There is a sense of urgency in all of us in these busy lives we lead. How often have you tried to load a website, and got frustrated when it took longer than a few seconds to load? People will do exactly that same if they have to wait for your site to load, but do you know how long it currently takes?
You should check regularly that your site is loading as quickly as possible, or you could be losing vital leads or potential customers. The best way to do this is to use the Google PageSpeed Insights tool. This very handy feature not only measures your load speed and gives you feedback, but you can also use it to optimise your current performance.
Let’s have a closer look at what Google PageSpeed Insights is all about, and why you should make use of it.
Introducing Google PageSpeed Insights
The great thing about Google PageSpeed Insights is that it is very simple to use and very clear in its presentation of the results and analysis.
To begin, you simply type your URL into the first box and hit the button named ‘Analyze’. It then goes about doing its job.
What Google PageSpeed Insights is now doing is collecting the relevant information from your site, and it will then return a ‘score’ in the top left-hand corner of the screen.
The higher the number, the better your site is performing in terms of speed. In general terms, you should be looking for a score of greater than 70. If lower, you have serious problems.
Further down the page, and the tool presents you with information on how long it took to render and load your page, in more detail. This is the information that is of most interest to you.
Where Google PageSpeed Insights gets really clever is that from its analysis it can come up with recommendations as to what you need to do to optimise the speed of your page. It may give you more than one suggestion, and it will tell you approximately how much quicker your page load time will be if you implement the changes that have been suggested.
How can you increase your Google PageSpeed Insights score? Let’s look at some proven methods.
How to Improve Your Google PageSpeed Insights Score
You have a choice of options when it comes to improving your website performance, and Google PageSpeed Insights can help greatly. The following are four areas that should be your priorities when looking to improve your speed:
1: Optimise HTML and CSS
Code is often written so that anyone reading it can do so easily. This can, however, cause problems in terms of performance. It can lead to the presence of white spaces that do not need to be there, and to bulkier codes that are not as efficient as should be. Comments and line-breaks are also unnecessary, and by removing all of these – or ‘minifying’ – your coding, you can speed up the loading process.
There is a problem associated with minification, as it is known in the industry; it will certainly make the code more difficult for anyone to read. For this reason, you should only use this process after the site is settled and running, and when you are sure that major changes to the code will not be necessary.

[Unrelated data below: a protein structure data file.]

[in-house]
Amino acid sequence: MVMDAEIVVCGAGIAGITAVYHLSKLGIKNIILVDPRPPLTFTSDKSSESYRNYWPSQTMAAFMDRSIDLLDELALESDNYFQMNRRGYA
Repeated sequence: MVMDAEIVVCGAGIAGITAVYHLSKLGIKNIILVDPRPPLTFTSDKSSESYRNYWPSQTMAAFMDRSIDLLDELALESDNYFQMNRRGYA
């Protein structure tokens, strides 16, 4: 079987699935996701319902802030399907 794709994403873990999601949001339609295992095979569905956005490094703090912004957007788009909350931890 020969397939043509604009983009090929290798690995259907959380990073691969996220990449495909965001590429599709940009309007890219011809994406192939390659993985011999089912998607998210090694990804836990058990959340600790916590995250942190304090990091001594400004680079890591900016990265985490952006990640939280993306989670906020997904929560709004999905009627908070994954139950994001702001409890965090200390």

Bear in mind that you will be attending to a large number of files that require minifying. This is going to be a time-consuming exercise and is also one that needs to be done very carefully. The upside is that once done, it will improve your site performance.
Here’s a shortcut for you: rather than go through each file and minify by hand, use an available tool such as CSS Nano or HTML Minifier, and let them do it for you!
2: Image Optimisation
This is an area in which a lot of time can be cut from your loading time. High-quality images, especially, can lead to slowing down of loading as they are ‘heavy’ files. What you need to do is compress your images into more compact files so they take less time to load.
This can be done by using one of many available tools – check out TinyPNG which is a popular one – and it is very simple. That particular tool allows you to work with 20 images at once, saving a lot of time for you.
These are simple tools to use, and the quality reduction will not be noticeable to your readers, but the load time improvement certainly will.
3: Browser Caching
Browser caching is when a website you visit saves certain files to your browser, making it quicker to load on future visits. As that data is already with you, it doesn’t need to load it a second time.
If you tell your server to cache certain files to a visitors browser when they visit, it will speed up the loading process. This is done by amending the ‘.htaccess’ file. You should only attempt this if you know what you’re doing, or if you have someone to hand who is experienced.
WordPress, in particular, makes this process very simple by way of plug-ins. For example WP Rocket
4: Above the Fold and Below the Fold Content
‘Above the Fold’ (ATF) content is that which appears when the website loads. ‘Below the Fold’ (BTF) content is that which the user will see when he or she scrolls through the site. The trick here is to optimise the website so that the ATF content loads as quickly as possible, and the BTF content when it is needed.
Some content may, for example, be instructed to load before it is actually necessary. This can apply to analytics platforms, which work in the background. What you need is the content your user wants to see to be given priority.
That’s the four main areas where you can use Google PageSpeed Insights to improve your loading speed, let’s just have a quick recap of why you need to use it.
Put simply, everyone gets frustrated by slow-loading websites, and they are far from uncommon. By utilising the effectiveness – not to mention ease of use – of Google PageSpeed Insights and implementing the above changes, you can make improvements fairly easily and quickly, and keep your readers on-site. Remember to look for that score above 70, and everything will be just fine!